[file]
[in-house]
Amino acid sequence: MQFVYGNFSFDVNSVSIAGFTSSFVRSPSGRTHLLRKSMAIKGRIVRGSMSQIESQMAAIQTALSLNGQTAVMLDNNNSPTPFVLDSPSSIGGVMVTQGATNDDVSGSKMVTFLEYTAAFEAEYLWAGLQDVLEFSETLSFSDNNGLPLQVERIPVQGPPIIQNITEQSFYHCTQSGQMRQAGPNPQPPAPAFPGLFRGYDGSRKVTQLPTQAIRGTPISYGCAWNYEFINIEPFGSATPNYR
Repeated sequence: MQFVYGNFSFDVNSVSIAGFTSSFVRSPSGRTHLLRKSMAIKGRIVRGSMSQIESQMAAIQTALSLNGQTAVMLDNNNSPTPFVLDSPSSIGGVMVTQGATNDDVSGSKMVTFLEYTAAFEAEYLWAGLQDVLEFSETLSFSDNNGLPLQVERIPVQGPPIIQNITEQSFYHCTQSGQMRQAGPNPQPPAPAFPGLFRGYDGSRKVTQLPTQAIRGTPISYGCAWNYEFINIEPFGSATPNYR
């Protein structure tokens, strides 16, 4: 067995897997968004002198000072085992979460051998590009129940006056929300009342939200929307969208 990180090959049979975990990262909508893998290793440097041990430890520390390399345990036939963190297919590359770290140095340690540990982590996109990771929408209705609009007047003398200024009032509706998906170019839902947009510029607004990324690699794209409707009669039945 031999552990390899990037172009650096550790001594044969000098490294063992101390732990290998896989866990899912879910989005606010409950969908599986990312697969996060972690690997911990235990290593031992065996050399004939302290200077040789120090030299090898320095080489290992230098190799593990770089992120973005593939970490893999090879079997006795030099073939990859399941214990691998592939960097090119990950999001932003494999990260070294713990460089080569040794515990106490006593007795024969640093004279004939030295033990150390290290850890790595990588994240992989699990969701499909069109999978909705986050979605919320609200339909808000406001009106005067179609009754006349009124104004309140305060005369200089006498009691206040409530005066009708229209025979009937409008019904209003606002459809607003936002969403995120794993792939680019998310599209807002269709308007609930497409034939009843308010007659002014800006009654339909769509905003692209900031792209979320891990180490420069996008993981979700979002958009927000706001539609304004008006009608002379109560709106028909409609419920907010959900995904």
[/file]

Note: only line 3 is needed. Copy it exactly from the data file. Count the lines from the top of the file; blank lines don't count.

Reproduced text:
Repeated sequence: MQFVYGNFSFDVNSVSIAGFTSSFVRSPSGRTHLLRKSMAIKGRIVRGSMSQIESQMAAIQTALSLNGQTAVMLDNNNSPTPFVLDSPSSIGGVMVTQGATNDDVSGSKMVTFLEYTAAFEAEYLWAGLQDVLEFSETLSFSDNNGLPLQVERIPVQGPPIIQNITEQSFYHCTQSGQMRQAGPNPQPPAPAFPGLFRGYDGSRKVTQLPTQAIRGTPISYGCAWNYEFINIEPFGSATPNYR